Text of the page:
Oftentimes, strength refers to physical ability, the power of one’s muscles. Sometimes it is handling a difficult situation well, not breaking down, keeping it together. But, frankly, sometimes strength is getting out of bed in the morning, brushing your teeth, and going to work. There are times even the smallest things require great strength.
It is funny how our perceptions of strength have changed.
A hundred years ago, strength was lying about your age to sneak into the military or staying home to raise children. Strong was mainly a masculine term and it meant you didn’t cry, you got up and threw some dirt on it. Strength was keeping it together, no matter what, and it was selfish to focus on yourself. Humans kept everything bottled up and put on a face when something was wrong.
While a soldier and mother are still noble professions, as we have progressed as a society, we have learned more about mental health, equality, and the opportunities offered. We have learned to better take care of ourselves and others. We know that emotions and feelings are not a sign of weakness. And we know that it takes strength to overcome struggles with our mental health.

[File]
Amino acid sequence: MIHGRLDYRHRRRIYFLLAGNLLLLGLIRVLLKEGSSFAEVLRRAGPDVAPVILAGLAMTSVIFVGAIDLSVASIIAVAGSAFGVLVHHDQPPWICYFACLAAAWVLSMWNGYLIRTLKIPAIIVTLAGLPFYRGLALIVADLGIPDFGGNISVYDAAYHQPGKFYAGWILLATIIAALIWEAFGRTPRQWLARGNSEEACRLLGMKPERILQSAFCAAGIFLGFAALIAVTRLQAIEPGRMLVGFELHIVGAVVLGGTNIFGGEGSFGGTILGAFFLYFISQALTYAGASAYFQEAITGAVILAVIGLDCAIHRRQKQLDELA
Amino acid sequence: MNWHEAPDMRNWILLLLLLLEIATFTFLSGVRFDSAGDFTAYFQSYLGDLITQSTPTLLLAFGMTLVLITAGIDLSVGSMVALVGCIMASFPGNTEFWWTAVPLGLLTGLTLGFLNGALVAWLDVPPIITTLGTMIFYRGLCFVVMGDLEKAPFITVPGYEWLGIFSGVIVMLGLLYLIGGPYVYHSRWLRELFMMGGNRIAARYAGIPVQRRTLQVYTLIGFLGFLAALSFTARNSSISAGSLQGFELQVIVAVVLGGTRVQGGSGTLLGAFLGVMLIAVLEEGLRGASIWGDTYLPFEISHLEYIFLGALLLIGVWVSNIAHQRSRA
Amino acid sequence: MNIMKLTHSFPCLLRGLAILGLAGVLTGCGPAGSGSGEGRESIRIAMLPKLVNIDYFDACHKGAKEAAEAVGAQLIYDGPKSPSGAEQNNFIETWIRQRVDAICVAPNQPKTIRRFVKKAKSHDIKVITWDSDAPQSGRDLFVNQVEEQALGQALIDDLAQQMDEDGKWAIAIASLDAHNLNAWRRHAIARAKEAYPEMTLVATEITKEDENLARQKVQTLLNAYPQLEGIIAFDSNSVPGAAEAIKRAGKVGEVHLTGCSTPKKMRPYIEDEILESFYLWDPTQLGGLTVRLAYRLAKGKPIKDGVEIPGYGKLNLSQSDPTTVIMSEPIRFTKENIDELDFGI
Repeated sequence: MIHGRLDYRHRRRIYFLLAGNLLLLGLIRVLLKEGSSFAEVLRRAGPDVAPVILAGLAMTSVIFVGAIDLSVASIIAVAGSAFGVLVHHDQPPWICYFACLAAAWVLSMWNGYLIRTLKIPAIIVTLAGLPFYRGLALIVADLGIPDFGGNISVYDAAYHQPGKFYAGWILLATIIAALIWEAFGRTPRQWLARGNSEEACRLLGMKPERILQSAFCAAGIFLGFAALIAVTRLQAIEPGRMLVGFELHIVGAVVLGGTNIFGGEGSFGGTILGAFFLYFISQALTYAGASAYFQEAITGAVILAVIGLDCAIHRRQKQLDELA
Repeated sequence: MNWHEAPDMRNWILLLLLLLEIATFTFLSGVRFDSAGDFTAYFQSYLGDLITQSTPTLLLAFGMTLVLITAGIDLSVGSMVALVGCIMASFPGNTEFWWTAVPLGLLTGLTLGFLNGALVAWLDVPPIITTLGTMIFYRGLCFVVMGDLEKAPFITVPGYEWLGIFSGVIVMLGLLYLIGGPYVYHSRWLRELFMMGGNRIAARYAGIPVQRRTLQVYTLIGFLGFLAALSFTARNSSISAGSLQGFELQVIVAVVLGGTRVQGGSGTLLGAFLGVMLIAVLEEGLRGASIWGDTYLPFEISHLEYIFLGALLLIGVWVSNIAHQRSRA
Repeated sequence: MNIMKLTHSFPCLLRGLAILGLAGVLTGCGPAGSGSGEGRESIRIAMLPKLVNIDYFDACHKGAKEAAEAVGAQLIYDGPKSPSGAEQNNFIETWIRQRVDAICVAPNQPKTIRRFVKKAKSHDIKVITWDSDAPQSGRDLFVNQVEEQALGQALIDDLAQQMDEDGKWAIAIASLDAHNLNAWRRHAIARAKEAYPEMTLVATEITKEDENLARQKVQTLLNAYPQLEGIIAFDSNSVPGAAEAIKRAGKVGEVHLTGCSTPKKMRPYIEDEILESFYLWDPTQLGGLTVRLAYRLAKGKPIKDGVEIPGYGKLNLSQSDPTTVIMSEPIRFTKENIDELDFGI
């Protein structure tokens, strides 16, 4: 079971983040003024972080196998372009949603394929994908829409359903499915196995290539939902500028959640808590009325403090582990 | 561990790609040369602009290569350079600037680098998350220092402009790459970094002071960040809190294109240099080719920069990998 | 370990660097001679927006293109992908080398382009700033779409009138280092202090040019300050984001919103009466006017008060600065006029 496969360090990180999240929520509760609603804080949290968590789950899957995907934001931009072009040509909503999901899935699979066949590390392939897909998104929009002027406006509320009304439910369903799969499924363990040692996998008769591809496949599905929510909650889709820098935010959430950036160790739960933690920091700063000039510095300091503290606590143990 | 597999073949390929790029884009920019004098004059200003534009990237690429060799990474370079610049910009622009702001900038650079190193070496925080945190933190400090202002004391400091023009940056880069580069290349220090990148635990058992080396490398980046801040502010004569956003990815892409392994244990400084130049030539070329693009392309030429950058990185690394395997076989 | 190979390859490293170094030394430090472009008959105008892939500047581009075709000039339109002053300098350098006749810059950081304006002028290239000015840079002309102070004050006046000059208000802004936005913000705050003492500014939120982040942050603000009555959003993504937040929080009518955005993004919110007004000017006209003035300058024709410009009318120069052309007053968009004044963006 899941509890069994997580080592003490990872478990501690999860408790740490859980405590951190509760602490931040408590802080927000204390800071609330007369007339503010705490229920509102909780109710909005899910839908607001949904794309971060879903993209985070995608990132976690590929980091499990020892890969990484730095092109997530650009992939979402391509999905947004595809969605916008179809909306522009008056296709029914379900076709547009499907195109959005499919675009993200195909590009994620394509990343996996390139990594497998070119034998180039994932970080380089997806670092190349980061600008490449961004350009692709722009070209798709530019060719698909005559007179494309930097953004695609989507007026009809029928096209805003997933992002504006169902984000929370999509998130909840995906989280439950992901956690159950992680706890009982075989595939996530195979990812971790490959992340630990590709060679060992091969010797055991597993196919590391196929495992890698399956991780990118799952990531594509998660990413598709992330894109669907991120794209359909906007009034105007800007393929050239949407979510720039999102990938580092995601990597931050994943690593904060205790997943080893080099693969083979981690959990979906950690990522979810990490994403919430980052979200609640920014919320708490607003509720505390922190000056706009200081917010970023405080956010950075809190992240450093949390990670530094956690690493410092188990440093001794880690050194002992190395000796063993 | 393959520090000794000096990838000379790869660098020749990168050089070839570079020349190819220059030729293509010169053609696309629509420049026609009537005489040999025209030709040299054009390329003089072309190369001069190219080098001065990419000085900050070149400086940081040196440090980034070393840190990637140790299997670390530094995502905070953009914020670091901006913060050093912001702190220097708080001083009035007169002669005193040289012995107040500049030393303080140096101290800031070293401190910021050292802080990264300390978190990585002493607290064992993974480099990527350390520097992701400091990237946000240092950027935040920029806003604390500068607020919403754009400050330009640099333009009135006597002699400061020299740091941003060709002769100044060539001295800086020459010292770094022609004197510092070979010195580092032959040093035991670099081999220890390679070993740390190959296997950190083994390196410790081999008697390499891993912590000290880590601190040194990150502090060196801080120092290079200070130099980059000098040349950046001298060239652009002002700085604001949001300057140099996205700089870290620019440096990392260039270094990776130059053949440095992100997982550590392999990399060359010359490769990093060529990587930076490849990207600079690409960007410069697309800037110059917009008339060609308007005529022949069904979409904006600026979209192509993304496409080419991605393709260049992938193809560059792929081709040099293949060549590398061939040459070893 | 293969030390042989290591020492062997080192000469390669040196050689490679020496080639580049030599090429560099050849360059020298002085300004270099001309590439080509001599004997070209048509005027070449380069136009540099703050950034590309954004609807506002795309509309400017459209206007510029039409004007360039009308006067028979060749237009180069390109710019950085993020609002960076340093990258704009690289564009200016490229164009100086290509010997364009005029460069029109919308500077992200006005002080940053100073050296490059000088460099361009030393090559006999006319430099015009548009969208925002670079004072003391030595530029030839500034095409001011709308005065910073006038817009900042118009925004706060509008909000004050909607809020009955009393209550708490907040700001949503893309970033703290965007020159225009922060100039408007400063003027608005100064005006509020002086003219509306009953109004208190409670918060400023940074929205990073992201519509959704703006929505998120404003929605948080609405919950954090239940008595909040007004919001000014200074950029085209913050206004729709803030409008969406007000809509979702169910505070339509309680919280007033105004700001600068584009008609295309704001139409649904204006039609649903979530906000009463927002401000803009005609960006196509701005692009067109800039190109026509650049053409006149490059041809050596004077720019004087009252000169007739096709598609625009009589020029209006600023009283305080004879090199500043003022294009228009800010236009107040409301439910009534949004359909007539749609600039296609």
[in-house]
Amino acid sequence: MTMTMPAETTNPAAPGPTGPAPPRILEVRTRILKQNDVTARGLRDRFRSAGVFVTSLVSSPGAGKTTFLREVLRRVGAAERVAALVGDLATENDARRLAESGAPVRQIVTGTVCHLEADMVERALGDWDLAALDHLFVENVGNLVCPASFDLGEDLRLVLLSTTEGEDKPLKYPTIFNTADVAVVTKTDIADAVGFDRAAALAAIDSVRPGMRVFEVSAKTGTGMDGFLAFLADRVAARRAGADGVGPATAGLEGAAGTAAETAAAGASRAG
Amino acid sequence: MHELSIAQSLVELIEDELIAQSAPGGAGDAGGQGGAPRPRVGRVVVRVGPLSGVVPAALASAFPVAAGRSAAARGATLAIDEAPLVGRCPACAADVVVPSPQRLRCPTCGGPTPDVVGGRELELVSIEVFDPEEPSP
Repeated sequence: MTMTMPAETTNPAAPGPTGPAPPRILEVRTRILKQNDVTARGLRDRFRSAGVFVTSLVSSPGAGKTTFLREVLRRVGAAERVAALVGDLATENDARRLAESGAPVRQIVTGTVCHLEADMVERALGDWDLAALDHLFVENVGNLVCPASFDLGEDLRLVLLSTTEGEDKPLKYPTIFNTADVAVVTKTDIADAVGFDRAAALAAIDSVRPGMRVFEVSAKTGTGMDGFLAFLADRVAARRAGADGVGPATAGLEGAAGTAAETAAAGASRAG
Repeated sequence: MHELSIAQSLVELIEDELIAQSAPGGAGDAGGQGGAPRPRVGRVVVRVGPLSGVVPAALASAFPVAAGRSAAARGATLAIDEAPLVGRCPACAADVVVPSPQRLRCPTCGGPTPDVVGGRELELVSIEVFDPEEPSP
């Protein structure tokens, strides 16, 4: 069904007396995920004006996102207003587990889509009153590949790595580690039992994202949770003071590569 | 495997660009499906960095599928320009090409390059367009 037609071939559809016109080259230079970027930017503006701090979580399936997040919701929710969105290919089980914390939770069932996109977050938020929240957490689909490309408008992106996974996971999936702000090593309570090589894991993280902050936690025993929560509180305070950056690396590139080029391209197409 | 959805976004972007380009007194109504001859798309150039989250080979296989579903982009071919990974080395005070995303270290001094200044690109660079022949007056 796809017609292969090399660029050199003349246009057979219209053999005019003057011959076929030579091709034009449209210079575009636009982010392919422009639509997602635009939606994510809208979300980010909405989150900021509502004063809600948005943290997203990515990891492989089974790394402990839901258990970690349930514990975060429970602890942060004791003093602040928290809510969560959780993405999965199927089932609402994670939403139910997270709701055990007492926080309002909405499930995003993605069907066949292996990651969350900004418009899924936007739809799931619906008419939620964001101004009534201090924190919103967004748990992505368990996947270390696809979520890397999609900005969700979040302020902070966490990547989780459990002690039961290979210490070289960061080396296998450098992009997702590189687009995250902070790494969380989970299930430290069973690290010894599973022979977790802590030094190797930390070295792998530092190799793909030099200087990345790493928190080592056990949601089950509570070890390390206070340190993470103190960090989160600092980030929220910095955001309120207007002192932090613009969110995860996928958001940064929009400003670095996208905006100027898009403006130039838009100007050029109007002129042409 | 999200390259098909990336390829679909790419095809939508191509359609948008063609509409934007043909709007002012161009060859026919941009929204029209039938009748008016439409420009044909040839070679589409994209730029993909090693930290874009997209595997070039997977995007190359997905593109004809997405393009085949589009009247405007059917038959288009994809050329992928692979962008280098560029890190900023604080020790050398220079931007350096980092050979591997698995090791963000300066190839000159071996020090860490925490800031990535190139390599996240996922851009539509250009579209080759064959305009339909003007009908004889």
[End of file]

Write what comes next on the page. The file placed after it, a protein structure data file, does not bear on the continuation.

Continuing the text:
Ultimately, strength is different for everyone.
We all face different trials and tribulations. Some of us overcome homelessness, cancer, disability, and other difficulties others could not even begin to imagine. Those people are undeniably strong. But there is strength in all of us. Being a good parent or a good friend, taking steps to improve your health, seeing a therapist, or going back to school all take an immense amount of strength, too.
I believe that we all build our own form of strength to face our own struggles. Hopefully, we can do our best to help others have strength, as well: to be there to listen, pick them up when they are down, be the shoulder to cry on, or the sounding board for ideas. After all, at the end of the day, we are all in it together.
Emily Vondrak, President of Sioux City Growth Organization